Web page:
When house hunting, many buyers prefer the history and character of an older home versus the cookie-cutter design that often comes with new developments. However, if you’re looking into buying an older home, it’s important to arm yourself with knowledge so you can assess the house objectively and protect yourself from costly surprises down the road.
Leave it to the professionals – but ask around
One of the most important things to remember with older homes is the worst problems are often the least apparent. There may be clues to the naked eye, but only professional home inspectors can accurately verify the state of a home. Therefore, it’s recommended you get a few different opinions, and if there’s something specific you’re still unsure about, find an inspector with a background in that area or obtain a repair bid from an expert in the trade.
Additionally, you should consult with the real estate agent and ask when major components were installed, updated or replaced (if ever). The goal is get as full a picture of the home’s history as you possibly can. Most sellers will disclose any plumbing, electrical or roofing issues. Don’t hesitate to talk to neighbours as well – they’re a great source of information and chances are they’ll be honest if their basements have flooded recently or they have mice scampering around.
Be aware of the following risks associated with old homes:
Head down to the basement and check the foundation for signs of cracks, crumbling or shifting. Mold could also be a sign of a weak foundation. Check the grade at the perimeter of the house – settling near the foundation may indicate water in the basement. Quite often, older homes have porous stone foundations and lack effective waterproofing systems, which can lead to water damage.
- Water damage
Water damage is one of the most common dilemmas in old homes and can lead to a range of problems, from damp walls to fungal decay and woodworm. Damaged plaster and stained walls and ceilings are a telltale sign, and you may even feel a temperature difference in the walls. Look for missing or broken roof shingles, rotted or loose trim boards, and disconnected or plugged-up gutters and downspouts.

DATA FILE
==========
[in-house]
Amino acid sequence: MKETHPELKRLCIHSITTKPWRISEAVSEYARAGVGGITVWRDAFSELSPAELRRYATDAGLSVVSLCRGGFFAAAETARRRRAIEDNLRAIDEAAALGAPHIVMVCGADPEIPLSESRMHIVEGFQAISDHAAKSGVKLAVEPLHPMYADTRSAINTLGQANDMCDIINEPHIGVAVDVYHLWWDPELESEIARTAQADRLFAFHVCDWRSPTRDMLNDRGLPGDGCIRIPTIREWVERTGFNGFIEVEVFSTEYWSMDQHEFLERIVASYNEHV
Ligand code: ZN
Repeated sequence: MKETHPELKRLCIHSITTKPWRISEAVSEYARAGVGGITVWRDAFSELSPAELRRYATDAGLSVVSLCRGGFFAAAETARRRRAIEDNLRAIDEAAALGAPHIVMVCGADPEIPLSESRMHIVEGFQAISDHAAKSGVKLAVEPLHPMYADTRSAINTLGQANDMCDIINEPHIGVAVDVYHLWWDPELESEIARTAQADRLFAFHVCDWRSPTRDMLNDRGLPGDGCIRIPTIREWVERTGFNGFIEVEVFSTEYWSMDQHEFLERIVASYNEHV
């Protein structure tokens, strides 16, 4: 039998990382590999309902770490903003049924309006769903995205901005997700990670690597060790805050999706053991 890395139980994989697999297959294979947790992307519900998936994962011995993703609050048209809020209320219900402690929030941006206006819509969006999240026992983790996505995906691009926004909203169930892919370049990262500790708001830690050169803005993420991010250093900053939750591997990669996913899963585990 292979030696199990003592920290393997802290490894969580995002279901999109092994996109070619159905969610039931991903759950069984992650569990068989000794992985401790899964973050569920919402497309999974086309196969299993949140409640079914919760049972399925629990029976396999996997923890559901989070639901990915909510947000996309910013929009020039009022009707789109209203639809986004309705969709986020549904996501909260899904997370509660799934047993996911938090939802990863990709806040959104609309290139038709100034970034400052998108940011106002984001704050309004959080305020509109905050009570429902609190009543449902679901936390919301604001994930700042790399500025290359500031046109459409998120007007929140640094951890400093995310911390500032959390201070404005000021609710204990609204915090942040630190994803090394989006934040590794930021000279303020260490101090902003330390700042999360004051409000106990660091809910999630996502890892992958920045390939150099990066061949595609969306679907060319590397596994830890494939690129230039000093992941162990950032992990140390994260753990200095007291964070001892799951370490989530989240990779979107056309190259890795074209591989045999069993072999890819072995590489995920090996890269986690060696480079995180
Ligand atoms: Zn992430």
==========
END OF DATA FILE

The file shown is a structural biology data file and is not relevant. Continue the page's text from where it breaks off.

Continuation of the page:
Read the electrical panel’s amperage rating – modern homes require at least 100 amps, and preferably 200 since we have so many devices plugged in. Look around to see where the switches and outlets are. Three-pronged sockets with reset buttons are good; two-pronged ones with scorch marks are bad. Original knob-and-tube wiring and aluminum wiring pose a fire hazard, and watch out for fuses.
Test the water pressure in faucets and showerheads, keeping an eye (or ear) out for dripping taps. Duck under the sink and take a look at pipework, tanks and cylinders if you can. The plumbing system should be copper pipes with copper soldering, or PVC piping. Lead or cast-iron pipes will need to be replaced. If you’re thinking of installing an extra bathroom, establish where the water supply and waste pipes run.
- Sewage and drains
Many older properties still have clay pipes, which are susceptible to tree roots that grow through the pipe walls and cause blockages. Be alert for overflowing manhole covers or drain covers, and unpleasant smells. A qualified inspector will be able to tell you if the sewer system and drains work properly. If possible, figure out when the sewage service from the street was last upgraded.
If the house has older plaster walls, it probably has little or no insulation. Even if there is insulation, it may well be deficient or contain asbestos. You’ll also want to look for double glazed rather than single pane windows. These things will make your home more energy efficient.
Find out how old the furnace is and what type of energy is used to heat the home: oil, electricity, natural gas or boiler system? Radiators may add charm, but they’re an expensive option and complicate air conditioning in the summer.
What condition is the roof in? Definitely poke around in the attic. Some clues that you may need to replace or repair it include leaks or water stains near the chimney and on the inside of the top floor ceiling. Be sure that the ridges aren’t bowing or the eaves sagging. Don’t forget to examine the chimney’s brickwork too – any chipping or crumbling is a red flag.
Remember, safety first and trust your instincts! Also, be sure to check out this article if you’re still weighing the pros and cons of buying an older home versus a newer home.
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